Introduction Of Chinook Dog
The Chinook is a working breed that was developed by an American explorer and dog enthusiast named Arthur Treadwell Walden. Originally from New Hampshire, Walden became a well-known dogsled driver and racer in Alaska. He acquired a Husky cross that he named “Chinook.” Chinook inspired Warner to create a new American sled dog breed, which he did. He returned to New Hampshire and located husky-type dogs with strength, speed and good temperaments. He bred his first litter in 1917, and named the best puppy after his former favorite. This second Chinook is the founding sire of the breed. Chinooks are powerful, large, well- balanced animals that can pull heavy loads while still maintaining speed. They have thick, close-fitting golden coats and are friendly, smart and loyal. Because they were bred to work in teams, Chinooks usually get along quite well with other dogs. They are particularly good around children. Today’s Chinook makes a wonderful pet for active owners who enjoy spending lots of time with their dog in the out-of-doors.
Chinook Dog Breed Quick Facts
Chinook – Appearance & Grooming
Bred to blend the power of freighting breeds with the speed of lighter racing dogs, the impressive Chinook is considered to be an “in-between” sled dog. This means that it is neither a full-on sprinter nor a long-distance endurance freight puller. It combines the attributes of both sledding types. These are agile, balanced animals with an easy and seemingly tireless gait. Unlike most other sledding breeds, Chinooks do not have pricked ears, fluffy coats or bushy plumed tails. They range from pale gold to a rich honey color, with dark almond eyes and dense double coats that generally lie close to the body. At first glance, the Chinook looks much more like a slightly longer haired yellow Labrador Retriever than one of the Spitz-type Northern breeds. Males should look masculine, and females should have a distinctly feminine appearance. These gender differences should be obvious to onlookers. Chinooks have webbed paws with thick, well-furred pads, perfectly suited for pulling sleds in harsh frigid climates.
Size and Weight
According to the AKC breed standard, adult male Chinooks should stand from 24 to 26 inches measured at the withers, and mature females should be between 22 and 24 inches in height measured at the same place. The United Kennel Club standard varies slightly, putting mature males from 23 to 27 inches at the withers, and mature females between 21 and 25 inches in height. Chinooks typically weigh between 55 and 90 pounds. The UKC places males at an average weight of 70 pounds and females at 55 pounds. As in most breeds, males tend to be larger than females, although this is not always the case. The foundation sire of this breed, a large mastiff-husky-other mix named “Chinook,” weighed around 100 pounds. Chinooks are stocky and strong, capable of both power and speed. This breed matures slowly. Individual dogs may not reach their full size and weight until four years of age.
Coat and Color
The Chinook has a thick, medium-length double coat that is supposed to be some shade of tawny in color, ranging from a light honey to an orangey-yellow to a reddish-gold. Darker markings on the ears and muzzle areas, as well as on the inner corners of the eyes and on the guard hairs of the tail, are desirable. Other acceptable markings include buff patches on the cheeks, throat, muzzle, toes, chest and belly. There should be no white markings anywhere on the coat of a Chinook.
Chinooks do not require a great deal of maintenance. Their heavy coats should be brushed regularly, probably several times a week, especially if shedding becomes a problem in the home. Chinooks do shed heavily several times a year (this is called “blowing their coats”). They will need extra brushing during those periods. They don’t require frequent bathing, unless they get especially muddy or dirty, which can happen because they do like to dig. Their smooth coats are not prone to matting, as are those of some other double-coated breeds. Because of their thick coats, Chinooks probably aren’t the best choice for people with allergies. Additional grooming will depend on how much time the dog spends outside and the condition of the yard or surroundings. In the show ring, Chinooks are shown in a completely natural condition, with no trimming whatsoever, even of whiskers. Honorable scars are not to be faulted.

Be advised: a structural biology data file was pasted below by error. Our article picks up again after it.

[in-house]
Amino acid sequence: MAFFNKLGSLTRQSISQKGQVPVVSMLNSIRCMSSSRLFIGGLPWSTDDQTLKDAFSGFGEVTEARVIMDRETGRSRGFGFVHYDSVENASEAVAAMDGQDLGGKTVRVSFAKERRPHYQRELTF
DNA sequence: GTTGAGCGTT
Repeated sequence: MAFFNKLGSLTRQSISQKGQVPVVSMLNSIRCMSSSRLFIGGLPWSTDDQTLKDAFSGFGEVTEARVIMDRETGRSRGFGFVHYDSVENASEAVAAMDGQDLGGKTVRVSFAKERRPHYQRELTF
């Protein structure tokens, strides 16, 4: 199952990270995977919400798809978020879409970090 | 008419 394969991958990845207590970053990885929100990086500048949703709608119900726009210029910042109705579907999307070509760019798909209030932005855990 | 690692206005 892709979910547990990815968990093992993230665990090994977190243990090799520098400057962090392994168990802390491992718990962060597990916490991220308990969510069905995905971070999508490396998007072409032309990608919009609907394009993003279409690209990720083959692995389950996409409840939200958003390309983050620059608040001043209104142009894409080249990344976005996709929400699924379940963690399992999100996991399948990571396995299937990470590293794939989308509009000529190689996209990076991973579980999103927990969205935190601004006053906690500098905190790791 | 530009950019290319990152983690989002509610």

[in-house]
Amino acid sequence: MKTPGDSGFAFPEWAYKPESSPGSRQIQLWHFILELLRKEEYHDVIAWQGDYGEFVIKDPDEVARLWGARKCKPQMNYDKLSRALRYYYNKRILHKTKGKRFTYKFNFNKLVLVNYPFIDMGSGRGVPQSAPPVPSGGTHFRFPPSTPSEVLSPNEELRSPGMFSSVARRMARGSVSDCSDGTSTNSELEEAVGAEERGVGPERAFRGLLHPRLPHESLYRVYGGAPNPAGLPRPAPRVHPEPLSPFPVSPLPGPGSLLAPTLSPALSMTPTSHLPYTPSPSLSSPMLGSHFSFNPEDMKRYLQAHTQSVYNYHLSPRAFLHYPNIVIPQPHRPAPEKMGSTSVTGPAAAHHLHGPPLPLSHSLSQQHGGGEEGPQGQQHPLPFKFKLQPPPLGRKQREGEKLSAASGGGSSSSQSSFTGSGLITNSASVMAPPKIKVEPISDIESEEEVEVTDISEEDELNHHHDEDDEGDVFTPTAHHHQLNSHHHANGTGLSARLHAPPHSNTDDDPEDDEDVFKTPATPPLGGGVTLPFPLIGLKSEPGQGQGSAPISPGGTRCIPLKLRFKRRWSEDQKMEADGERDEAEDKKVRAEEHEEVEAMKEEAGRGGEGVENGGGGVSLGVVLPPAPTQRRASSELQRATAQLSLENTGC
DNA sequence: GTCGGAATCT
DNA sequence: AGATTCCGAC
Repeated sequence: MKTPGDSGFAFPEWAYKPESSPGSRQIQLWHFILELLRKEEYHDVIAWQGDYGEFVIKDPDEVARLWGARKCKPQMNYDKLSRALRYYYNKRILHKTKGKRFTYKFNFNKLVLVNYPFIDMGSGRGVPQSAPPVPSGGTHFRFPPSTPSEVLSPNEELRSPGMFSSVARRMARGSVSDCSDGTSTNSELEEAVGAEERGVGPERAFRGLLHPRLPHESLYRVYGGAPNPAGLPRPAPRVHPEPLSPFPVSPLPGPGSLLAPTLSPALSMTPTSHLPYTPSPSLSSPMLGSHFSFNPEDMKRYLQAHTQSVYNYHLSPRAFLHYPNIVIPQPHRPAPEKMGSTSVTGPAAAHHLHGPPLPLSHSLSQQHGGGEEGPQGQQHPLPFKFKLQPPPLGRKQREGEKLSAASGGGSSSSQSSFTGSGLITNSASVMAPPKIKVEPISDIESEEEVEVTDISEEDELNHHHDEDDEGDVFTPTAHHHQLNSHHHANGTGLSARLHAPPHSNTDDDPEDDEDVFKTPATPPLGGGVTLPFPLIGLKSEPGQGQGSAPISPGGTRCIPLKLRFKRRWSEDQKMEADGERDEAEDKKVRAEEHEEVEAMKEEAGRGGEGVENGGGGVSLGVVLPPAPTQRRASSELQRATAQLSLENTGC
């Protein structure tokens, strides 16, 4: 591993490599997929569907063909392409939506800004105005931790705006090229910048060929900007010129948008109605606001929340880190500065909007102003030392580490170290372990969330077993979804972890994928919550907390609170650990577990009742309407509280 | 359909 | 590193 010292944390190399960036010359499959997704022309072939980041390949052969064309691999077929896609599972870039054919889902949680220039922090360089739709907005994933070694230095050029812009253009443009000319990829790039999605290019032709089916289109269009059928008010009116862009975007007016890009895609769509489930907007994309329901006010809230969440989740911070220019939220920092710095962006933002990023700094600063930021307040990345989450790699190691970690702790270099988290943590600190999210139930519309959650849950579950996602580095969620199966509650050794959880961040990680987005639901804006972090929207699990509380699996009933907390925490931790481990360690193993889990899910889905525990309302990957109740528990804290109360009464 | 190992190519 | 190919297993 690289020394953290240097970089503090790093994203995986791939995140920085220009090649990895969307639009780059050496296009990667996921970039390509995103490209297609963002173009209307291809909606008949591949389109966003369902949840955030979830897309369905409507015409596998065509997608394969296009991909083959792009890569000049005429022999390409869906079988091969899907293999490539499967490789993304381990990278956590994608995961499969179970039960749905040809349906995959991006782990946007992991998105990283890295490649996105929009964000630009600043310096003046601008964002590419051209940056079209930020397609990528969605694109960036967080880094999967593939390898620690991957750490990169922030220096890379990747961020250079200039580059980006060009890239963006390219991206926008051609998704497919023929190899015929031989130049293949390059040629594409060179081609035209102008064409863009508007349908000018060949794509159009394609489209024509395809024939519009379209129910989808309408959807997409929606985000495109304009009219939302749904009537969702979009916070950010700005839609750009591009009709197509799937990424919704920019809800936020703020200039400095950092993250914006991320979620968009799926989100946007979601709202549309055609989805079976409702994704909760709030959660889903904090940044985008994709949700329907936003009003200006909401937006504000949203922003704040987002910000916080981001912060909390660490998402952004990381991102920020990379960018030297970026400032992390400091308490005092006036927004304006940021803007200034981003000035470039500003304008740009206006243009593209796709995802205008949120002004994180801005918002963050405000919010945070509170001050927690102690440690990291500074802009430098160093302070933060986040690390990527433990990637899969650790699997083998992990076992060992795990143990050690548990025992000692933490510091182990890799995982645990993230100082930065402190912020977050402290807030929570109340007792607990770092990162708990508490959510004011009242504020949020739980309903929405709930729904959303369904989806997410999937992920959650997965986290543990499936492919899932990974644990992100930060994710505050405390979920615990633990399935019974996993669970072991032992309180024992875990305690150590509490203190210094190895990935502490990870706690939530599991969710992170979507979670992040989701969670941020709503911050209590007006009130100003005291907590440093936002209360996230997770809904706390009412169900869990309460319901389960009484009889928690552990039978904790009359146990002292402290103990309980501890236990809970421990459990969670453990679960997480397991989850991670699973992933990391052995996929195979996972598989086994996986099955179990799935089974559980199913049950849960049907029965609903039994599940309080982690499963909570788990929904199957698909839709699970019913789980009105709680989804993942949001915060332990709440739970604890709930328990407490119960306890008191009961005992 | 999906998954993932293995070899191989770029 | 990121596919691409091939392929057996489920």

Chinook – History and Health
The Chinook was developed as a sled dog by American explorer Arthur Treadwell Walden. In 1896, Walden left his small town at the foot of New Hampshire’s White Mountains and headed to the gold fields of Alaska. He worked an assortment of odd jobs, but his favorite was “dog punching,” which involved hauling freight by dogsled. In 1898, Walden acquired and outstanding lead dog, a Husky cross that he named “Chinook” after the warm winter winds. He returned to New Hampshire in the early 1900s, and disappointed by American sled dog quality, decided to develop a new breed. To start his breeding program, Walden looked for a Husky-type dog with strength, speed, stamina and a friendly disposition.
He acquired a well-bred Greenland Husky female that descended from Polaris, Admiral Peary’s lead sled dog from the first trip to the North Pole. Walden her to a Mastiff cross and in January 1917, three tawny puppies were born, named Rikki, Tikki and Tavi. Walden kept Rikki and renamed him “Chinook” in tribute to his former favorite. Chinook grew to be a large dog with a thick golden coat, drop ears and a dark muzzle. He became a terrific sled dog, earning widespread acclaim for his racing victories throughout New England and beyond. All of today’s Chinooks trace back to this foundation sire.
During the 1920s, Walden continued perfecting his breed and in 1922 he convinced a New Hampshire paper company to sponsor the first Eastern International Dog Derby. Competition in this 123-mile race was keen, but Walden, with Chinook in lead, won handily. Walden began breeding Chinook to smaller, more refined females, in order to get lighter-boned, swifter offspring with Chinook’s intelligence, gentle nature and trademark color. Unfortunately, in 1923, a distemper outbreak in the Chinook Kennel killed Walden’s entire racing team, except for Chinook. Walden took two years off to rebuild a competitive sled team and reentered the racing world in 1925. Walden and Chinook lead the first dog sled team to the summit of Mount Washington in 1926.
In 1927, at age 56, Walden applied to join Admiral Byrd’s Antarctica Expedition. He was designated as the lead driver and trainer of all dogs used on that expedition. Walden and his sixteen dogs, led by Chinook at nearly 12 years of age, were the backbone of the expedition’s transport. Unfortunately, Chinook was lost on the Antarctica expedition. Although his body was never located, reports of Chinook’s death spread quickly, as dog lovers and sledding enthusiasts mourned the loss of one of the greatest sled dogs of all time. At Walden’s request, Route 113A in New Hampshire was renamed the “Chinook Trail” in his honor.